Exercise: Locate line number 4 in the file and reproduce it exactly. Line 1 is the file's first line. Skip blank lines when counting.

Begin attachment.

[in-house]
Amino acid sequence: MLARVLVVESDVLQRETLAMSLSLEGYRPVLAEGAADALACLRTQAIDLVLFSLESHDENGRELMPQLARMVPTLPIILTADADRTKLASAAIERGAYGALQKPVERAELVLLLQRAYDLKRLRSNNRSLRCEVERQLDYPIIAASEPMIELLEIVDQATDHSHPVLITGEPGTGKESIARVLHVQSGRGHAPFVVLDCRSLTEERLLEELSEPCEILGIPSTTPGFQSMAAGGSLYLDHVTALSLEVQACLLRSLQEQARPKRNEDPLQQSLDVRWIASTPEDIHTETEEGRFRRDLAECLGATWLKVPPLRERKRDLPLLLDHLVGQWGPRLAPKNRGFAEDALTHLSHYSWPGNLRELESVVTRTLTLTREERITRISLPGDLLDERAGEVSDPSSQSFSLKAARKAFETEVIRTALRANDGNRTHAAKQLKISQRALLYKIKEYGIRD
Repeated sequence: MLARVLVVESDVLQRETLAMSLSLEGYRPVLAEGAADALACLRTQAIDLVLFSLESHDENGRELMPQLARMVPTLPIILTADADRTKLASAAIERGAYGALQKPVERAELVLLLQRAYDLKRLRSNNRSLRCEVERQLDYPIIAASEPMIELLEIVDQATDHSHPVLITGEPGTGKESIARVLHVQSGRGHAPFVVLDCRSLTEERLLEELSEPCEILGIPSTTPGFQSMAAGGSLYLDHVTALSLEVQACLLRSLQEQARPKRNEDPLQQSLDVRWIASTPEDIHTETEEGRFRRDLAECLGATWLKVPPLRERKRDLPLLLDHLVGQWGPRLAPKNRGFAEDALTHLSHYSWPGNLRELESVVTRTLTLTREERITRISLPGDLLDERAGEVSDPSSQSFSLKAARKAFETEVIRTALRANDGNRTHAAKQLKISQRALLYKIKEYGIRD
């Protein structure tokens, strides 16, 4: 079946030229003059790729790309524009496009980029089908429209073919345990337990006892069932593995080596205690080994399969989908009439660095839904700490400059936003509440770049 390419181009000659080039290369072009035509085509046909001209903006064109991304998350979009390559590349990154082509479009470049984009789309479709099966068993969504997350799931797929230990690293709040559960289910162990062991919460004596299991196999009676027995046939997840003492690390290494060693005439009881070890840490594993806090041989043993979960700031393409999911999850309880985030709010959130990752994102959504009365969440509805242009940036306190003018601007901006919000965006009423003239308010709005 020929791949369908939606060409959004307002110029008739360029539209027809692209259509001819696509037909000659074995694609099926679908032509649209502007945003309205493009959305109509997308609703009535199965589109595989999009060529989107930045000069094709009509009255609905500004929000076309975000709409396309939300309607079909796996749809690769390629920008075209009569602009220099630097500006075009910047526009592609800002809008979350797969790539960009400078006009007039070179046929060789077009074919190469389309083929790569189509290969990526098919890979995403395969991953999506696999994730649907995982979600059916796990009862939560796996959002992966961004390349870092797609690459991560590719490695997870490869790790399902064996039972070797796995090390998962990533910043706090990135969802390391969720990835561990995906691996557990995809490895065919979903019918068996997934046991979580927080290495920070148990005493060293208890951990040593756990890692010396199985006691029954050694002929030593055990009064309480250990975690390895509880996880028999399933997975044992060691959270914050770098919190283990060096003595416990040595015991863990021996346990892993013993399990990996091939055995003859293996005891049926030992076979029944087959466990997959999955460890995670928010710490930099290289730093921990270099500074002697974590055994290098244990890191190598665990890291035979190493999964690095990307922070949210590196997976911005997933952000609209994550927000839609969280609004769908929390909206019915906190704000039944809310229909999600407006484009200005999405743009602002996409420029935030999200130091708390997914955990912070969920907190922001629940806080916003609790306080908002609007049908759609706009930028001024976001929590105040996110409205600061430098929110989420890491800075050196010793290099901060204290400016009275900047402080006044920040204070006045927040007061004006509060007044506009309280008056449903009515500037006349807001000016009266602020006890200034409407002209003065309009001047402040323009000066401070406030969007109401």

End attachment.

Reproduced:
């Protein structure tokens, strides 16, 4: 079946030229003059790729790309524009496009980029089908429209073919345990337990006892069932593995080596205690080994399969989908009439660095839904700490400059936003509440770049 390419181009000659080039290369072009035509085509046909001209903006064109991304998350979009390559590349990154082509479009470049984009789309479709099966068993969504997350799931797929230990690293709040559960289910162990062991919460004596299991196999009676027995046939997840003492690390290494060693005439009881070890840490594993806090041989043993979960700031393409999911999850309880985030709010959130990752994102959504009365969440509805242009940036306190003018601007901006919000965006009423003239308010709005 020929791949369908939606060409959004307002110029008739360029539209027809692209259509001819696509037909000659074995694609099926679908032509649209502007945003309205493009959305109509997308609703009535199965589109595989999009060529989107930045000069094709009509009255609905500004929000076309975000709409396309939300309607079909796996749809690769390629920008075209009569602009220099630097500006075009910047526009592609800002809008979350797969790539960009400078006009007039070179046929060789077009074919190469389309083929790569189509290969990526098919890979995403395969991953999506696999994730649907995982979600059916796990009862939560796996959002992966961004390349870092797609690459991560590719490695997870490869790790399902064996039972070797796995090390998962990533910043706090990135969802390391969720990835561990995906691996557990995809490895065919979903019918068996997934046991979580927080290495920070148990005493060293208890951990040593756990890692010396199985006691029954050694002929030593055990009064309480250990975690390895509880996880028999399933997975044992060691959270914050770098919190283990060096003595416990040595015991863990021996346990892993013993399990990996091939055995003859293996005891049926030992076979029944087959466990997959999955460890995670928010710490930099290289730093921990270099500074002697974590055994290098244990890191190598665990890291035979190493999964690095990307922070949210590196997976911005997933952000609209994550927000839609969280609004769908929390909206019915906190704000039944809310229909999600407006484009200005999405743009602002996409420029935030999200130091708390997914955990912070969920907190922001629940806080916003609790306080908002609007049908759609706009930028001024976001929590105040996110409205600061430098929110989420890491800075050196010793290099901060204290400016009275900047402080006044920040204070006045927040007061004006509060007044506009309280008056449903009515500037006349807001000016009266602020006890200034409407002209003065309009001047402040323009000066401070406030969007109401």